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United Nations Court Ends Japan's Antarctic Whaling Program

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The UN International Court of Justice (IJC) has ordered Japan to stop hunting minke, fin and humpback whales in the Antarctic, ruling that the practice was not for the benefit of science.

The March 31, 2014, decision has already resulted in Japan's issuing a statement that though they find the ruling disappointing, they will abide by the judgment of the court. Japan's Chief Cabinet Secretary added, "We will consider our concrete future course of actions carefully, upon studying what is stated in the Judgement."


Australia had brought the complaint forward, with the support of New Zealand. They had accused Japan of attempting to manoeuvre around a moratorium on commercial whaling imposed by the International Whaling Commission in 1986. Japan's official statement after the ruling made clear the tension between the country and the commission: "Japan joined the International Whaling Commission more than 60 years ago; and despite the deep divisions within the Commission, and its inability in recent years to function effectively, Japan has stayed within the Commission and tried to find generally-acceptable solutions to the Commission's problems."

Japan's defense had been that the whales hunted fell under a provision in the 1986 ban called Article Eight, which permits the killing of whales for scientific purposes. However, Australia convinced the IJC that Japan's program had little basis to do with science. One of their primary concerns was that data could have been collected using non-lethal methods.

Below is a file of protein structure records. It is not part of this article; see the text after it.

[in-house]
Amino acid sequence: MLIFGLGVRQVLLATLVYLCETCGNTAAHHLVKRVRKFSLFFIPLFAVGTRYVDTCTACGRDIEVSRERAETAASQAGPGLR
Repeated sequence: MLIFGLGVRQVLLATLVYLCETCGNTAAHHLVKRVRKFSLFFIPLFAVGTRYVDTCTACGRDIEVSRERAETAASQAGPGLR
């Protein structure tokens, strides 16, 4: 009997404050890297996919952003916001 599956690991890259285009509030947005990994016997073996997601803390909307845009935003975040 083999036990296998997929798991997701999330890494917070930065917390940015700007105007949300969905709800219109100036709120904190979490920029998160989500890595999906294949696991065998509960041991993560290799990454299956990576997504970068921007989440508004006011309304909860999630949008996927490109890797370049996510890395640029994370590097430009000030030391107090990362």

According to court documents, Japan's program has resulted in the capture of approximately 3,600 minke whales since 2005, with little scientific output to show for it. The meat from captured whales was then sold commercially in Japan.

Japan's whaling program was known as JARPA II and operated in the Southern Ocean Sanctuary, a 50 million km2 area around Antarctica where all forms of commercial whaling have been banned since 1994. It's one of two such sanctuaries in the world; the other is the longer-established Indian Ocean Sanctuary, designated as such in 1979.

Willie MacKenzie, a spokesperson for Greenpeace UK, told the BBC, "The myth that this hunt was in any way scientific can now be dismissed once and for all," he said.

Is it the end of whaling in Antarctic waters? Not entirely; what the ruling actually means is that Japan's JARPA II whaling program did not meet the criteria of a scientific whale hunting program as it existed to date. The order states that "Japan shall revoke any extant authorization, permit or licence granted in relation to JARPA II, and refrain from granting any further permits in pursuance of that programme."

Any new program permits will need to meet the scientific requirements of Article Eight.

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